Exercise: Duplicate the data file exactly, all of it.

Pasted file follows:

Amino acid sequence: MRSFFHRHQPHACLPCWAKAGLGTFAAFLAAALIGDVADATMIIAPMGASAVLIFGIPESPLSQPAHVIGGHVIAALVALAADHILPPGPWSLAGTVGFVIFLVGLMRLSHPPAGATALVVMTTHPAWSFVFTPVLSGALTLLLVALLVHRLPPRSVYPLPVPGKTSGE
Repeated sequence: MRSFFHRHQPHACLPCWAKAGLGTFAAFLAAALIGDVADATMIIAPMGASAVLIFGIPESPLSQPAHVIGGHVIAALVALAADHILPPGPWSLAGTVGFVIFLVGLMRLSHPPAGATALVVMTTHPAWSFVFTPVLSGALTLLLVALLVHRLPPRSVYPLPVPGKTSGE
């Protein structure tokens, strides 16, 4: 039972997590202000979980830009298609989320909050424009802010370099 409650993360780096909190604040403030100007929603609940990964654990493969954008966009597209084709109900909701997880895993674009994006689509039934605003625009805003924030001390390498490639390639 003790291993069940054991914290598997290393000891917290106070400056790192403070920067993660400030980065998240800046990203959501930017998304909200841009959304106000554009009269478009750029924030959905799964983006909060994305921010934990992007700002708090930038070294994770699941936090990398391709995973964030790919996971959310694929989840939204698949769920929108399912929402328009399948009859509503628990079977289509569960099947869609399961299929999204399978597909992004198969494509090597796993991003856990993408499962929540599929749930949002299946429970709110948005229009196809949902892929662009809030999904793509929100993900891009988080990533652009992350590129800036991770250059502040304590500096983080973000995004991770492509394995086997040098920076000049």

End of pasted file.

Amino acid sequence: MRSFFHRHQPHACLPCWAKAGLGTFAAFLAAALIGDVADATMIIAPMGASAVLIFGIPESPLSQPAHVIGGHVIAALVALAADHILPPGPWSLAGTVGFVIFLVGLMRLSHPPAGATALVVMTTHPAWSFVFTPVLSGALTLLLVALLVHRLPPRSVYPLPVPGKTSGE
Repeated sequence: MRSFFHRHQPHACLPCWAKAGLGTFAAFLAAALIGDVADATMIIAPMGASAVLIFGIPESPLSQPAHVIGGHVIAALVALAADHILPPGPWSLAGTVGFVIFLVGLMRLSHPPAGATALVVMTTHPAWSFVFTPVLSGALTLLLVALLVHRLPPRSVYPLPVPGKTSGE
């Protein structure tokens, strides 16, 4: 039972997590202000979980830009298609989320909050424009802010370099 409650993360780096909190604040403030100007929603609940990964654990493969954008966009597209084709109900909701997880895993674009994006689509039934605003625009805003924030001390390498490639390639 003790291993069940054991914290598997290393000891917290106070400056790192403070920067993660400030980065998240800046990203959501930017998304909200841009959304106000554009009269478009750029924030959905799964983006909060994305921010934990992007700002708090930038070294994770699941936090990398391709995973964030790919996971959310694929989840939204698949769920929108399912929402328009399948009859509503628990079977289509569960099947869609399961299929999204399978597909992004198969494509090597796993991003856990993408499962929540599929749930949002299946429970709110948005229009196809949902892929662009809030999904793509929100993900891009988080990533652009992350590129800036991770250059502040304590500096983080973000995004991770492509394995086997040098920076000049």